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Splendour in the Grass 2019 – Day 3

When word came through late on Saturday evening that US headliner Chance the Rapper was pulling out of his scheduled Sunday night slot due to “illness” (*cough* Album launch *cough*), there were murmurs on the buses, and around the fields at Splendour in the Grass that the final day was suddenly taking a downturn in quality. But, thanks to a quick call up from Aussie hip-hop legends the Hilltop Hoods, and a good excuse for many punters to look beyond their chance to see Chance, the final day of the festival turned out just as strongly as the preceding two.

Sultana-posting favourites The Rubens took over the Amphitheatre as the sun sank behind the hill late in the afternoon, putting on one of their best performances to date for those gathered. Their set list flowed, and it was the constant peppering of super familiar tunes that reminded you just how many huge tracks the Menangle group have produced, and why they’re so popular. From more rollicking numbers like Halleluljah to the tender moments of Lay It Down, the band looked like they wanted to give this Splendour set their full attention.

RELATED: Splendour in the Grass day 2 review HERE.

Part-way through their set, they launched into a refrain of Same Drugs by Chance the Rapper, cheekily wishing him good health. Later on, towards the back end of a stellar set, Melbournian drummer/singer/producer G Flip graced the stage to unleash one hell of a drum solo, and sing Sarah’s line from their 2018 track Never Ever. The additional star power sent an excited and packed mosh pit into overdrive, which pushed through to a closing one-two combo of Hoops and Million Man.  

James Blake’s set in the Amphitheatre was long-awaited for a throng of fans who hadn’t caught him live in Australia since 2016’s SITG, and following a string of quieter, more chilled-energy artists hitting the main stage throughout the afternoon, Blake’s supremely settled and soulful brand of electronica landed like a feather on a soft, cosy doona.

He had a commanding presence, despite his hushed tones, and smooth chords, and soon rows and rows of fans were swaying in waves.

Unfortunately for many, the chilled vibe was cause for a bout of hypothermia, not helped by the previous, equally mellow set from Matt Corby (despite a surprise appearance by Tina Arena in that set), and a steady stream of punters moved towards warmer climes offered by the GW McLennan and the Mix Up Stage. In this reviewer’s opinion, Blake’s set was begging for a later, more sultry spot at the GW stage, where an intimate vibe can keep crowds tight-knit and toasty.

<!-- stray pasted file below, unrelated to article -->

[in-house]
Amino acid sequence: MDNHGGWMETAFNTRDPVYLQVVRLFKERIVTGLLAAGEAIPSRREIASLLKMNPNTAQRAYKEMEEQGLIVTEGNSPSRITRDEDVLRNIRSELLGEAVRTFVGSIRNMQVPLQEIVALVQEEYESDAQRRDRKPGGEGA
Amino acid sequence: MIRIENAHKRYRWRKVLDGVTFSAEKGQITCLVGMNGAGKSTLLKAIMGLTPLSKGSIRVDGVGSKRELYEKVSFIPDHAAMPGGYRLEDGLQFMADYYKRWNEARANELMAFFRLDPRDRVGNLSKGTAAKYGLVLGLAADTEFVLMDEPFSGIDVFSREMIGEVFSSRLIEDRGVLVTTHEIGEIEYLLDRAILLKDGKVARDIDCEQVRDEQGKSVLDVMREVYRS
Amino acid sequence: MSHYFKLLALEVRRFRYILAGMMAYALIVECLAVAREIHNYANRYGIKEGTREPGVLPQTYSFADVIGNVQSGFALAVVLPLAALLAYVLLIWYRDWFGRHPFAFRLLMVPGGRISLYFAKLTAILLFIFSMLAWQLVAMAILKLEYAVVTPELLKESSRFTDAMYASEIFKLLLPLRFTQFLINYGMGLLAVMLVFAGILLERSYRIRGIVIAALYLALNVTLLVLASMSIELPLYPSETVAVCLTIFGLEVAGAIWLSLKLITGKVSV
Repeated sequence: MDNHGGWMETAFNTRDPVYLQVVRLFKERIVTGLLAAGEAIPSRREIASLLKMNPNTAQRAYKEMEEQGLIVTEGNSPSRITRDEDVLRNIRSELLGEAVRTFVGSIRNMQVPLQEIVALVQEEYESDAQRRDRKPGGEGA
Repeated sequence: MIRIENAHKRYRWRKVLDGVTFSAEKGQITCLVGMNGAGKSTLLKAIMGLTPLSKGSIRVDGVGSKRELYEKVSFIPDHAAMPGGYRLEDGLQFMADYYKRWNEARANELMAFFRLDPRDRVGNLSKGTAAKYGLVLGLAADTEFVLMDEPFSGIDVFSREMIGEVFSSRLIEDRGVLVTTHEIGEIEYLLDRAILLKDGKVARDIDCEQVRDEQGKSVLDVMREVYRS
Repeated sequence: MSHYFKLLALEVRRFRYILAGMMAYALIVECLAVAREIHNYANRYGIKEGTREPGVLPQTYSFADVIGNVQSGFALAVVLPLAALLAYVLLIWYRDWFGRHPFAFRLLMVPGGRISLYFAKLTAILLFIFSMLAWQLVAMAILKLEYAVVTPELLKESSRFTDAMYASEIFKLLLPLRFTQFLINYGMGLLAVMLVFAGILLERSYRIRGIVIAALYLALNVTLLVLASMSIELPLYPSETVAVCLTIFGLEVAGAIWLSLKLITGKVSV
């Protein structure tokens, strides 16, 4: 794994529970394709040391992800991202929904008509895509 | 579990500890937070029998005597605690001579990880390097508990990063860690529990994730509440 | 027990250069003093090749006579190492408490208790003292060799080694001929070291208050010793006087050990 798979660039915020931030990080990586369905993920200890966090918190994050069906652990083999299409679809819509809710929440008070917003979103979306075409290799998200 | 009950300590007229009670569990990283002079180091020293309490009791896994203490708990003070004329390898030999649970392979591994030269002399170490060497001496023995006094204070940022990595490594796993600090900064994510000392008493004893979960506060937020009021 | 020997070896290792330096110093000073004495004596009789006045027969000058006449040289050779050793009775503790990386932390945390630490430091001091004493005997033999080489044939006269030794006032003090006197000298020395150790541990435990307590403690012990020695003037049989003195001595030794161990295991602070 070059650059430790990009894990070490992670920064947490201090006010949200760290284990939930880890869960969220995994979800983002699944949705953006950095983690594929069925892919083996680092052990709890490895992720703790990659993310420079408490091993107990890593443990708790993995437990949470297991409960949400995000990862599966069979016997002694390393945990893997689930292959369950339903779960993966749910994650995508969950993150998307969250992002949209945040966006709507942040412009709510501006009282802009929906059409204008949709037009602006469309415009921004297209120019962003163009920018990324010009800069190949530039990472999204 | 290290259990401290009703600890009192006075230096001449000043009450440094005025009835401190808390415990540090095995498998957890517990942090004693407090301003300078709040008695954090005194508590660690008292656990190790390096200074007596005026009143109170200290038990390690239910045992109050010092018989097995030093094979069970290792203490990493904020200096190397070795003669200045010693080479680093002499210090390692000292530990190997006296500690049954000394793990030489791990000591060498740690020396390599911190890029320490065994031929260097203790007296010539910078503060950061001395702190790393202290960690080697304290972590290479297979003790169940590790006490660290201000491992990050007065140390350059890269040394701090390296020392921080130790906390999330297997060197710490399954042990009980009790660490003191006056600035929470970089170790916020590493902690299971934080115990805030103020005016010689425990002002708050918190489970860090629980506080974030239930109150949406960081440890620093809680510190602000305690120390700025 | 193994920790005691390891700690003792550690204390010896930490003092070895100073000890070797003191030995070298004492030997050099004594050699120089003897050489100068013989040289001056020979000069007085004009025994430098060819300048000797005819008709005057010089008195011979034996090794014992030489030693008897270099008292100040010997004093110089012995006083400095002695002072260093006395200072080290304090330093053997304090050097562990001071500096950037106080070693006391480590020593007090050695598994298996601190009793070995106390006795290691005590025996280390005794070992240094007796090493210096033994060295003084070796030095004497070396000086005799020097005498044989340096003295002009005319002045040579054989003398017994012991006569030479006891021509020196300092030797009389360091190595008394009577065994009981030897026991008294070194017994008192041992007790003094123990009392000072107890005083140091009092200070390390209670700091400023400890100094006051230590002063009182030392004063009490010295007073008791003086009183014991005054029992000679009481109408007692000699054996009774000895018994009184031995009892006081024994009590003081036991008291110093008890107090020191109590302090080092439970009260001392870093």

Cosmo’s Midnight have had a huge 2019 so far, becoming mainstays in every Australian indie-tronica/dance playlist, and their efforts were rewarded with a full-beyond-the-brim Mix Up Stage later in the evening. From their C.U.D.I opener you could sense that crowds were raring to unleash a boogieing storm, with back-tent stragglers setting up their own little dance circles.

With many punters who would have filled out the Amphitheatre for the originally billed Chance the Rapper set moving beyond the grassy hill, the Mix Up Stage felt like an underprepared platform for the performance that What So Not brought to close the EDM element of Splendour 2019. Ringed by a tree-like structure lined with synthesisers and drum machines, and strapped into guitars for maximum shred, they went all out on a range of influences like Rüfüs du Sol and Silverchair (bringing out Daniel Johns for a cover of the latter’s hit Freak) while his own tracks from last year’s ‘Not All The Beautiful Things’ album.

Splendour’s music is only ever matched by the festival atmosphere curated by the pros of the game at the North Byron Parklands, so it would feel disrespectful to not shout out some of the incredible activations and experiences built in 2019 for punters. The Iconic’s Laundromat “secret” dance party was a huge hit, asking curious (or perhaps Omo-loving) attendees to crawl through a washing machine into a warm, pumping, and tight space where local DJs spun some incredible tunes.

Similarly Carlton Dry’s Keg Party was a wish-come-true for beer fans who have always wanted their festivities to happen on the inside of the trusty metallic froth receptacle, and while this reviewer couldn’t stretch the company card to head to a three-course long lunch at the Iceberg Lounge, all reports point to a Bondi-worthy level of sophisticated festival fearing.

Adios for another year, and thanks for all the memories…

Written by Max Higgins

Photos by Ruby Boland